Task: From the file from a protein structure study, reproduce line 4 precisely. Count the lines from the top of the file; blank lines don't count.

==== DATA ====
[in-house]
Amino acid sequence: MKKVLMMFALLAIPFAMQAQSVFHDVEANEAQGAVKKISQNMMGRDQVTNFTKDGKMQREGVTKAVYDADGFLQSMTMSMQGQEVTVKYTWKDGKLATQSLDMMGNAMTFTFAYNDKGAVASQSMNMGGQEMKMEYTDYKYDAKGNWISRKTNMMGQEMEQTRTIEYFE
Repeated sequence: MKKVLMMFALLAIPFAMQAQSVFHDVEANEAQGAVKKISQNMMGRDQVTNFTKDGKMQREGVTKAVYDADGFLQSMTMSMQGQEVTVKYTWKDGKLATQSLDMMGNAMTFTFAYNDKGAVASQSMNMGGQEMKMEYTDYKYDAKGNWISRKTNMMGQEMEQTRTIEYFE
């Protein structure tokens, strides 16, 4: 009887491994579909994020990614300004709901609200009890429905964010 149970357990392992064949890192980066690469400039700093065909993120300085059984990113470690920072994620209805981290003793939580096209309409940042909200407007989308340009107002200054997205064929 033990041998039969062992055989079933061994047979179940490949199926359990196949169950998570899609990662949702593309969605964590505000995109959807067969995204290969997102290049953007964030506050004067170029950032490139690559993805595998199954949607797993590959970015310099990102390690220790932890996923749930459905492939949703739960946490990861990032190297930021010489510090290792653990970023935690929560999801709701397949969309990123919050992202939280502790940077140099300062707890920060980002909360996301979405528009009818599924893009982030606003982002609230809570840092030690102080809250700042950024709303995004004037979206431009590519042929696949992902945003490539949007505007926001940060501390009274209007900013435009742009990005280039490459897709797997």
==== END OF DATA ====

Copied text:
């Protein structure tokens, strides 16, 4: 009887491994579909994020990614300004709901609200009890429905964010 149970357990392992064949890192980066690469400039700093065909993120300085059984990113470690920072994620209805981290003793939580096209309409940042909200407007989308340009107002200054997205064929 033990041998039969062992055989079933061994047979179940490949199926359990196949169950998570899609990662949702593309969605964590505000995109959807067969995204290969997102290049953007964030506050004067170029950032490139690559993805595998199954949607797993590959970015310099990102390690220790932890996923749930459905492939949703739960946490990861990032190297930021010489510090290792653990970023935690929560999801709701397949969309990123919050992202939280502790940077140099300062707890920060980002909360996301979405528009009818599924893009982030606003982002609230809570840092030690102080809250700042950024709303995004004037979206431009590519042929696949992902945003490539949007505007926001940060501390009274209007900013435009742009990005280039490459897709797997």